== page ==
Keine Kamera verfügbar. Bitte Zugriff auf Kamera erlauben und Applikation neu starten.

The wine year

Have you ever wondered what a year in the life of a vineyard entails? And how the harvested grapes are processed in the cellar? Here, some of the best vintners talk us through each season's winemaking tasks.

Season by season

The bottle of wine on our table is the product of the vintner's skill and experience. Mondovino has visited outstanding Swiss winemakers and renowned wineries in Europe. As well as learning all about the main tasks in the vineyard and wine cellar, we also discovered a number of traditions and regional distinctions. Our short films guide you through the wine year, season by season.

The wine year in spring (March to May)

The vines are awakening from their winter slumber. The grapevine sap is rising from roots to woody shoots. As temperatures climb, the winter buds begin to swell. Budding heralds the start of the vine's annual growth cycle, and the wine year begins. Some grape varieties begin this cycle earlier than others. The vintner's focus is now on cultivating the ground, planting out young vines and cuttings and re-tensioning wires.
In colder regions, frost protection is now essential, as the fragile young plants and green shoots are easy prey for sub-zero temperatures. In the wine cellar, meanwhile, the focus is on bottling the wine and the preliminary work this entails.

The wine year in summer (June to August)

June marks the start of what are known as the ‘hundred days’ in the vineyard: the period from flowering until harvest. The flowering period, which lasts around ten days, needs warm, dry weather to ensure the best bloom. This is when the rows of vines become a hive of activity, as surplus side shoots have to be de-budded and the grapes thinned out. This foliage work is important to the formation of the canopy, which delivers nutrients to the ripening grapes.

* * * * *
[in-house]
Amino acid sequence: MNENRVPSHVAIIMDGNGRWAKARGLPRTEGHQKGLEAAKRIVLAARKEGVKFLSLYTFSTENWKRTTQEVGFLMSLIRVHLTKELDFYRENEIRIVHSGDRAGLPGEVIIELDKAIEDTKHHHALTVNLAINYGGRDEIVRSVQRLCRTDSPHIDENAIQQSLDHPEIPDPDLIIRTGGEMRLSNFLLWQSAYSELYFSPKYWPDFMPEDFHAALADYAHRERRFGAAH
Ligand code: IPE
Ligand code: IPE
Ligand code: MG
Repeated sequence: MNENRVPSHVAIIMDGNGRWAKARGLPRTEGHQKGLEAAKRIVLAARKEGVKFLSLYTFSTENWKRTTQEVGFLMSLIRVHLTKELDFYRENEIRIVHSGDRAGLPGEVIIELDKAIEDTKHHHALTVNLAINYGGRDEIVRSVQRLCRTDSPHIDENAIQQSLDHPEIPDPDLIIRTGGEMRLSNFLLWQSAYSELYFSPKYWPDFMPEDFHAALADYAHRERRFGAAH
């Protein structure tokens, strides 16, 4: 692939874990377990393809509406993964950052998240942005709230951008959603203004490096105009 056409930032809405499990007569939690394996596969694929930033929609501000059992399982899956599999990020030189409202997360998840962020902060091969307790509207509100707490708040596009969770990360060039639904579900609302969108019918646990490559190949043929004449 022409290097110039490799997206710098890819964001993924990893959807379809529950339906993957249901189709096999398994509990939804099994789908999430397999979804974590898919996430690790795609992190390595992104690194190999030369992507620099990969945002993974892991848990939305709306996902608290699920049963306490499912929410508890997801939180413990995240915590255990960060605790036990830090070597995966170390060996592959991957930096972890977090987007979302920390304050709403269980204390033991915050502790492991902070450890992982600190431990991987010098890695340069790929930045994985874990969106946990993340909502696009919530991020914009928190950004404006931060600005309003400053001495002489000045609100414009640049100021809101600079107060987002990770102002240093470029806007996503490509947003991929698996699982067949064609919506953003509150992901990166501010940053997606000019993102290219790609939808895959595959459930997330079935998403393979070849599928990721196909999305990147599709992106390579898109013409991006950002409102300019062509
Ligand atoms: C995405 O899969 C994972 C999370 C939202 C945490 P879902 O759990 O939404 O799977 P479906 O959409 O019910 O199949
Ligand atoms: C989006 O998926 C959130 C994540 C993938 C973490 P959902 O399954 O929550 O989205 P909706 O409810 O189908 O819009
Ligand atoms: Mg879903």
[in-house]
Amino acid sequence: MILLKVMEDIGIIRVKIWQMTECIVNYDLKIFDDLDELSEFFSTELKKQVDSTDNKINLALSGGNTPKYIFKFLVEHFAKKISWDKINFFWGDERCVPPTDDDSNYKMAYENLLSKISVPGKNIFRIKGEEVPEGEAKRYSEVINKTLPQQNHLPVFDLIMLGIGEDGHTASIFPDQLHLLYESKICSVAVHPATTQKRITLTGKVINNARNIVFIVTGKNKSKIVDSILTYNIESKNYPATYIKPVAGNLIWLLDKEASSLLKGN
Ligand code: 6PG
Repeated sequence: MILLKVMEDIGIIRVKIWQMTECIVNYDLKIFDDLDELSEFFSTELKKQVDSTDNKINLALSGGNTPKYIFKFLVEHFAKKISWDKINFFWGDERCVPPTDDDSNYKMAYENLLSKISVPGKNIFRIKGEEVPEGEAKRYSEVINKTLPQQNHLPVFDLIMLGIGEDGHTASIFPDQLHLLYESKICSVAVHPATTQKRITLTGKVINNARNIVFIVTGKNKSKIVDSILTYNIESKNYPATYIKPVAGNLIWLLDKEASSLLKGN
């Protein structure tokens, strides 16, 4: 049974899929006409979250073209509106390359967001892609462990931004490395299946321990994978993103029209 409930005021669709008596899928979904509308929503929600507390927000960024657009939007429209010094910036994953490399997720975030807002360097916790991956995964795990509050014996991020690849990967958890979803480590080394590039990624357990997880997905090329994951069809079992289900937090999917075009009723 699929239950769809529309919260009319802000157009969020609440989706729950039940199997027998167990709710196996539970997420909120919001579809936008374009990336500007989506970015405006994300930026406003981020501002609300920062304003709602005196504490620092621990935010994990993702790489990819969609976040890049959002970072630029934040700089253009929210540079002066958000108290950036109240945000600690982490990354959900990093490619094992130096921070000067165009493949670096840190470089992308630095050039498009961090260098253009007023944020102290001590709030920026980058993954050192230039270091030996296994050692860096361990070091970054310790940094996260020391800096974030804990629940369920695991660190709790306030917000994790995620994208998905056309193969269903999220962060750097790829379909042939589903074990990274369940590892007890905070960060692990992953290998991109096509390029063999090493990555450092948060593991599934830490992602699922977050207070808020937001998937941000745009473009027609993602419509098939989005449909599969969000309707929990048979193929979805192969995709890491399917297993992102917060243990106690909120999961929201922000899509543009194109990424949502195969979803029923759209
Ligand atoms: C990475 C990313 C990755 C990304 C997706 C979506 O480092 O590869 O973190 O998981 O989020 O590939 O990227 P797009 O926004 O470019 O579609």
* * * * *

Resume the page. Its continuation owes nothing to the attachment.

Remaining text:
Even at this early stage, the fruit set gives an indication of the potential harvest yield. During this phase, it is also important to protect the vines against diseases such as powdery mildew, downy mildew and botrytis. Veraison begins in August. In continental areas, preparations are underway for the harvest, which may have already begun in Mediterranean regions.
Meanwhile, in the cellar, bottling proceeds apace. Equipment is repaired and barrels are inspected.

The wine year in autumn (September to November)

Since summer, the sugar content of the still unripe grapes has been steadily increasing, and the tartaric acid and malic acid are becoming milder. Besides light, a sufficient supply of water is essential to maximize sugar production. In very dry regions, drip-feed irrigation may be used to boost the water supply. Sun and warm temperatures encourage optimum physiological grape ripeness. How the grapes ripen depends on the variety and the vintage.
The start of harvesting may vary by several weeks, depending on the variety of grape involved. From September, it's all systems go in Swiss vineyards as the harvest of Chasselas, Pinot noir, Merlot and other specialities begins.

The wine year in winter (December to February)

In winter, the young wines are aged in the cellars. Ageing takes place in steel tanks and/or wooden barrels, depending on the desired wine style. Following alcoholic fermentation, the young wines are either left for a while on the lees or transferred straight to new tanks. Oenologists enjoy a lot of freedom in how they approach tasks such as malolactic fermentation, barrique ageing, and the creation of sparkling wine.